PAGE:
34th Solar Physics Division Meeting, June 2003
Session 4 Corona II
Poster, Monday, June 16, 2003, 3:30-5:00pm, Mezzanine

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[4.15] Evidence for Flux Ropes in the Solar Corona

D. M. Rust (JHU/APL)

Although twisted magnetic flux ropes are clearly ejected from the Sun, as demonstrated by LASCO and EIT movies of erupting prominences, there has been some controversy about whether flux ropes exist in the corona before ejection. It has been argued that they are formed only upon ejection. The issue is important because of the need to understand how eruptions are initiated. Now a clearer picture of solar flux ropes is emerging with recent high-resolution observations of solar filaments. Filamentís twist and writhe are frequently detectable even when they do not escape the Sun. The observations of November 1, 2001 and May 27, 2002 made by the TRACE solar telescope both appear to show the sudden eruption without ejection of a filament, with transformation of some internal twist into a writhe of approx. + 1. Since magnetic helicity is approximately conserved, even in these rapid events, it follows that these kink events are strong evidence that flux ropes are present in the corona. We suggest that a flux rope may undergo several kink instabilities before it is ejected from the Sun. We identify coronal X-ray sigmoids as the aftermath of these sudden kink events. NASA supported this work under grant NAG5-11584.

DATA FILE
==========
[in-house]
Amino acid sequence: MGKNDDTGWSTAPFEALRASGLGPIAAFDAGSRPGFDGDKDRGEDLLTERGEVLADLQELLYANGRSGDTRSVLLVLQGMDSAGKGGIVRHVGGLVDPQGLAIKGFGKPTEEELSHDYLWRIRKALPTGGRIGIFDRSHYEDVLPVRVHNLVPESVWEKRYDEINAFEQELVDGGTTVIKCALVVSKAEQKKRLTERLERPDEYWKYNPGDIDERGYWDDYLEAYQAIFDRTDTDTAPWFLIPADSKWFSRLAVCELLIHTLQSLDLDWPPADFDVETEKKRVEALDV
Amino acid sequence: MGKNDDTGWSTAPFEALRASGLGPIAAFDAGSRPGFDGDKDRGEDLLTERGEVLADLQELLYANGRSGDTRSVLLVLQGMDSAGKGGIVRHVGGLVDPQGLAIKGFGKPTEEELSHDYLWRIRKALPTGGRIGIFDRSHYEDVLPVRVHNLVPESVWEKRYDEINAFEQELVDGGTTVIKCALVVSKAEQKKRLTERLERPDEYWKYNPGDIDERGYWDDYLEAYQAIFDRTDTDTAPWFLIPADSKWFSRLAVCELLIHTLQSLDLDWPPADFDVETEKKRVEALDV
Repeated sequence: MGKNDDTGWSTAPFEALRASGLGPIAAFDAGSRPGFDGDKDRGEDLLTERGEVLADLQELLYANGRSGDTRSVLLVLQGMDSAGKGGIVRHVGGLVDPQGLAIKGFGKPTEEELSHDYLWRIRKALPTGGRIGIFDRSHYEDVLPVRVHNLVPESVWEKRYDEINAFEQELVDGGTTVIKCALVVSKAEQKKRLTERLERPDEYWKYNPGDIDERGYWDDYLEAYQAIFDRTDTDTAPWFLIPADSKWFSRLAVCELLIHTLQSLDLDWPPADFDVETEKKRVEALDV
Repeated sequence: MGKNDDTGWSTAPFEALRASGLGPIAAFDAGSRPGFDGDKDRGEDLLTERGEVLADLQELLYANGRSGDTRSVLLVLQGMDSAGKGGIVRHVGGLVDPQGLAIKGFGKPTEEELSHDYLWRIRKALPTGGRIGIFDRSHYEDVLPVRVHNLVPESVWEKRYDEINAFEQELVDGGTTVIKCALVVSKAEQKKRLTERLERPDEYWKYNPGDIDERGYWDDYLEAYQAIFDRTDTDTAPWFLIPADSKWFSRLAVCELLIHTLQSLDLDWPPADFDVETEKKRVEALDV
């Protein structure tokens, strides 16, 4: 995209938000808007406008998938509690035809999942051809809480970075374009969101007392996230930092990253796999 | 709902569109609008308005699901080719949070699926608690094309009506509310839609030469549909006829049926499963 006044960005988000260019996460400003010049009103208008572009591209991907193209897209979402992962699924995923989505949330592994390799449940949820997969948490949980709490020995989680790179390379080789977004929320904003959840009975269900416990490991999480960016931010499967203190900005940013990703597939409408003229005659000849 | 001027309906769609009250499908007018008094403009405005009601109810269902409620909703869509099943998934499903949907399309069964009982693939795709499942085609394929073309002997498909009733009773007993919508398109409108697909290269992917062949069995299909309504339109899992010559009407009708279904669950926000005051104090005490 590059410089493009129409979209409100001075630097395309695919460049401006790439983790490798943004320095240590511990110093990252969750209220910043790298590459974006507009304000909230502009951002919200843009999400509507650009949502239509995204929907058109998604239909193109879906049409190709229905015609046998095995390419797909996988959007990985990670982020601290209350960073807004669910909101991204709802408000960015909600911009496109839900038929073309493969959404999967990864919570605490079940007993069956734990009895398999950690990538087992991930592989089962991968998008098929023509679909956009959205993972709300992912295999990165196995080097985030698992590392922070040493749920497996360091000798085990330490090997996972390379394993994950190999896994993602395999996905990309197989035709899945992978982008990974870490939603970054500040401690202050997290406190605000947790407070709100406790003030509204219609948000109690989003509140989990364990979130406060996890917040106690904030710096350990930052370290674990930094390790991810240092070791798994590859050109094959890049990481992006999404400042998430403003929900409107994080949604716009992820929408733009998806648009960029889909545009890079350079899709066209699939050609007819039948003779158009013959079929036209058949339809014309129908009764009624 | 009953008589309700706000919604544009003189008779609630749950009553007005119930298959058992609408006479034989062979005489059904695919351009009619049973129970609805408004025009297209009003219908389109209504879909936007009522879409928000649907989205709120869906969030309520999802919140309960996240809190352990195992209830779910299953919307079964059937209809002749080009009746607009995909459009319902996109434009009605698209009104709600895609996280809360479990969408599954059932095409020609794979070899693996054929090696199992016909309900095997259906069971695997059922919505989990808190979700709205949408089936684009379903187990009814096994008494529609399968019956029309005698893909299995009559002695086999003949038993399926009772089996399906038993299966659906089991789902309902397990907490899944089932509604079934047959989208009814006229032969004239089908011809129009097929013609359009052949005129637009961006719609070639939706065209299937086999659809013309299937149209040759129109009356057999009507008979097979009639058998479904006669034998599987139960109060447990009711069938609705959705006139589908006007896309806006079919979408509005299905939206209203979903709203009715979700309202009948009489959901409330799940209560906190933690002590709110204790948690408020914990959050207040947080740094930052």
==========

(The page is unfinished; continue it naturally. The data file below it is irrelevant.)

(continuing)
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Bulletin of the American Astronomical Society, 35 #3
© 2003. The American Astronomical Soceity.